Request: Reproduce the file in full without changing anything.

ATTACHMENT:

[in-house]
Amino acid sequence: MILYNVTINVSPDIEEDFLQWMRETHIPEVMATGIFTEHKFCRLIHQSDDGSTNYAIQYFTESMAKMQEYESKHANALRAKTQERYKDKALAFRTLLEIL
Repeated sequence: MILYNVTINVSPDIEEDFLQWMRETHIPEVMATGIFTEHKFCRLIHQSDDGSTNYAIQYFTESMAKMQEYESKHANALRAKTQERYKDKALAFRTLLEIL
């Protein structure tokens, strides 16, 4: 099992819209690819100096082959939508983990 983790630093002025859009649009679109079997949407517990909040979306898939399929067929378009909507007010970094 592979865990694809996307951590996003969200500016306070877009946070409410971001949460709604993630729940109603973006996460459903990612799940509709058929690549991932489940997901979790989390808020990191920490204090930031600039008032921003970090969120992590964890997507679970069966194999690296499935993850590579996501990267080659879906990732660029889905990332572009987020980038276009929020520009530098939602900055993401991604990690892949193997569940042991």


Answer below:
[in-house]
Amino acid sequence: MILYNVTINVSPDIEEDFLQWMRETHIPEVMATGIFTEHKFCRLIHQSDDGSTNYAIQYFTESMAKMQEYESKHANALRAKTQERYKDKALAFRTLLEIL
Repeated sequence: MILYNVTINVSPDIEEDFLQWMRETHIPEVMATGIFTEHKFCRLIHQSDDGSTNYAIQYFTESMAKMQEYESKHANALRAKTQERYKDKALAFRTLLEIL
């Protein structure tokens, strides 16, 4: 099992819209690819100096082959939508983990 983790630093002025859009649009679109079997949407517990909040979306898939399929067929378009909507007010970094 592979865990694809996307951590996003969200500016306070877009946070409410971001949460709604993630729940109603973006996460459903990612799940509709058929690549991932489940997901979790989390808020990191920490204090930031600039008032921003970090969120992590964890997507679970069966194999690296499935993850590579996501990267080659879906990732660029889905990332572009987020980038276009929020520009530098939602900055993401991604990690892949193997569940042991």